Monday, December 31, 2007

Horror Slasher Films Without a "Last Girl"

One of the "rules" of 1980s slasher films is that every film ends with a "last girl," a tradition begun by Jamie Lee Curtis in John Carpenter's Halloween (1978). Yet a number of films break this rule.

Warning: Spoilers ahead.

Consider Pranks (aka, The Dorm That Dripped Blood). Very low budget. Four college kids (count 'em, just four!), at an deserted college campus. Two guys, two gals. The campus is deserted because the kids are closing it up for the winter break.

Okay, there's a fifth student, Daphne Zuniga (the Last Girl in The Initiation), but Zuniga dies early in this film (nicely run over by a car), along with her parents. Then two other college kids (and the red herring suspect) are killed over the next hour.

That leaves the Last Girl with another kid who turns out to be the psycho killer. There was no reason to suspect him, it's all arbitrary, but that's common and appropriate for horror films, albeit not for mysteries. Mysteries require clues so the audience may guess the killer; horror is about fear, not a puzzle, and a threat is all the more fearsome if its identity is unknowable.

Then this psycho kills the Last Girl. He also successfully fools the cops, so he gets off. We know he'll be out there killing again.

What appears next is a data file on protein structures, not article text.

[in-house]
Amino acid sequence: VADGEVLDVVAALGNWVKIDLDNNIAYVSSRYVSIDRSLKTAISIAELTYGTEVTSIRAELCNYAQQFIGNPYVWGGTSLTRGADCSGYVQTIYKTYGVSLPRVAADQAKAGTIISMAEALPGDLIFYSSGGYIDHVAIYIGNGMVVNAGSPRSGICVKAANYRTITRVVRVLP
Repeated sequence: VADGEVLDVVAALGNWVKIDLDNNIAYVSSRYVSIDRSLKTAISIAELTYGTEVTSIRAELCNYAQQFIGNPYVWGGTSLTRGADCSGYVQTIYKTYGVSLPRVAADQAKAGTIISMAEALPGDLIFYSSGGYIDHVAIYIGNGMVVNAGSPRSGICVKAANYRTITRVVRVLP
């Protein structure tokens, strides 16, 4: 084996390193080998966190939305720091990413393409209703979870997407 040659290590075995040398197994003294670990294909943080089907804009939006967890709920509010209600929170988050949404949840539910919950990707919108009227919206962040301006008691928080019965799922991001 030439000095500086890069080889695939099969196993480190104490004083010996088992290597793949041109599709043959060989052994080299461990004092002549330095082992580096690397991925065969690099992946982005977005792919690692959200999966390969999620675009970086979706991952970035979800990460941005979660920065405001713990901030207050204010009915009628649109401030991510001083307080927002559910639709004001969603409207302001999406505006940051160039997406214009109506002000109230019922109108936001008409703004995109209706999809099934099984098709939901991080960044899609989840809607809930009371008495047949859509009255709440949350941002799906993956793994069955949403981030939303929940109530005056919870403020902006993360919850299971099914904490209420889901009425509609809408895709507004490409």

Then there's Hide and Go Shriek. Eight high school kids celebrate their graduation by hiding out in a furniture store for sex and hijinks. They can do this because one of their dads owns the store, Fine Furniture. (This is similar to the kids hiding out in the mall in The Initiation, because, you guessed it, Daphne Zuniga's dad owns the mall.)

The killer in Hide and Go Shriek turns out to be a cross-dressing gay. Probably a less likely villain in today's more PC climate, but standard for the time. What's remarkable about Hide and Go Shriek is that four of the eight students (two guys and two girls) survive!

That's right. Eight potential victims, and fully half of them survive. Yes, there are some incidental victims, but four survivors does not make for a very generous body count. Still, Hide and Go Shriek is entertaining, in that "1980s low budget slasher" sort of way.

And there's also Intruder, a very nice film about grocery clerks closing up a store that's about to be sold and torn down. Not only does the killer survive, but so do two of the kids -- the potential Last Girl (Elizabeth Cox) and her ex-boyfriend -- who are then falsely arrested for the murders. As in Pranks, the cops are fooled.

Again, this is appropriate for horror, if not for mysteries. The latter genre seeks order, while the former creates fear by disrupting that order. If the cops are inept, the world becomes a more fearsome place.

Intruder features Renée Estevez, who also appears in Sleepaway Camp II: Unhappy Campers. Estevez is sister to Emilio Estevez and Martin Sheen, daughter of Martin Sheen.

All the the above films are recommended for hardcore horror fans. By "hardcore," I mean "forgiving." Only a forgiving, hardcore fan would enjoy some of the above ultra-low budget fare, Pranks being the lowest budgeted.

Wednesday, December 12, 2007

How Extras Were Exploited on Embrace of the Vampire